1.7 The Energy Budget within and above an Oak Forest in a Temperate-Humid Climate

Monday, 28 April 2008: 11:00 AM
Floral Ballroom Jasmine (Wyndham Orlando Resort)
Tim Wilson, NOAA/ERL/ARL/ATDD, Oak Ridge, TN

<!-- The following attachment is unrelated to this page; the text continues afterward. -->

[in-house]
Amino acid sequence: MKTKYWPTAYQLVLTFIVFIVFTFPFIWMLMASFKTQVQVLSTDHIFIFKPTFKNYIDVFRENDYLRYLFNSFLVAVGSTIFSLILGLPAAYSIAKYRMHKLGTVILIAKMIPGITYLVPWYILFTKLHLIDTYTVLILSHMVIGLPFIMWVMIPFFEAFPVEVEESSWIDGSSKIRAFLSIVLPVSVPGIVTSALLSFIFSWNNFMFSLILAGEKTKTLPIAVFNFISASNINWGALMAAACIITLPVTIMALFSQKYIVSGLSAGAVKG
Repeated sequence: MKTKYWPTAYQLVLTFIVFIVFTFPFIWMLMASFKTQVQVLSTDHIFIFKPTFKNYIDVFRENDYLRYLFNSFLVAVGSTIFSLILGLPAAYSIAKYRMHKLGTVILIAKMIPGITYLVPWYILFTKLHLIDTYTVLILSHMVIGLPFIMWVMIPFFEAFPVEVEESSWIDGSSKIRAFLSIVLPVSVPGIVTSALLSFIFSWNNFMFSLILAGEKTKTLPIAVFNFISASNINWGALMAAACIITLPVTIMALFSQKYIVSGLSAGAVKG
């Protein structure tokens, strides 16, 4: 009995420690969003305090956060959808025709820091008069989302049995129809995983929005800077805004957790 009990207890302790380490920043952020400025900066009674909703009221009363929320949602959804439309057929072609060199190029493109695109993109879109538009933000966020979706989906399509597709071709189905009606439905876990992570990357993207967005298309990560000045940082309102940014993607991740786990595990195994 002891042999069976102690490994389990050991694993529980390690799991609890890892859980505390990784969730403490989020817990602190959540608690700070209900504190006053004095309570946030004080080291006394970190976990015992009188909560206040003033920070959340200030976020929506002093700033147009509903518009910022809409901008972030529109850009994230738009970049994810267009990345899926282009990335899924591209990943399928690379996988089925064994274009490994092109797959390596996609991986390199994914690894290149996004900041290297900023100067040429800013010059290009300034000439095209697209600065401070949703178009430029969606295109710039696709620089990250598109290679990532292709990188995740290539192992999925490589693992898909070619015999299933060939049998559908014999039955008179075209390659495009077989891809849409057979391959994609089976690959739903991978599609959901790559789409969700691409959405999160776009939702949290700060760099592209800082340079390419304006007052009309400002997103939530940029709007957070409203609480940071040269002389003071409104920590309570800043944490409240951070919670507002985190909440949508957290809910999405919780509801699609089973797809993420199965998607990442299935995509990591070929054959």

Measurements of the energy budget components were made below and above an oak forest about 10 m tall with LAI about 2.5 over the summer (June-October) of 2007 in the Okmulgee area in eastern OK. These measurements were part of an extensive classic experiment in OK to evaluate the importance of energy and turbulent transfer processes in large vegetation systems on the regional weather dynamics that occur in that part of United States. Flux towers were used to measure the radiation, sensible, and latent heat fluxes. Estimated normalized difference vegetation index (NDVI) averaged about 0.6 and did not show much change for the forest canopy density during the period of the study. Bowen ratio values ranged from 0.1 to 0.5 with net radiation ranging from 300 to 700 W m-2 above the canopy and from 50 to 100 W m-2 below the canopy. The 30-minute measurements of the energy budget closure were slightly better than 75%. Total daily evaporation averaged about 4 mm and 1 mm above and below the canopy, respectively, as the soil volumetric water content ranged from 0.2 to 0.45 m3 m-3. The near potential evaporation values were the result of the pervasive wet summer conditions caused by the many days of persistent rain events that occurred during the period of the study. The wind speed, sensible and latent fluxes inside the canopy were about 30%, 16% and 20%, respectively, of their above-canopy values, with only slight variations in the vertical for the humidity and air temperature. The analysis of the weather variables and the energy budget in this study suggests the low LAI of the forest can sustain a strong coupling between the dynamic turbulent transfer processes above and below the forest canopy.
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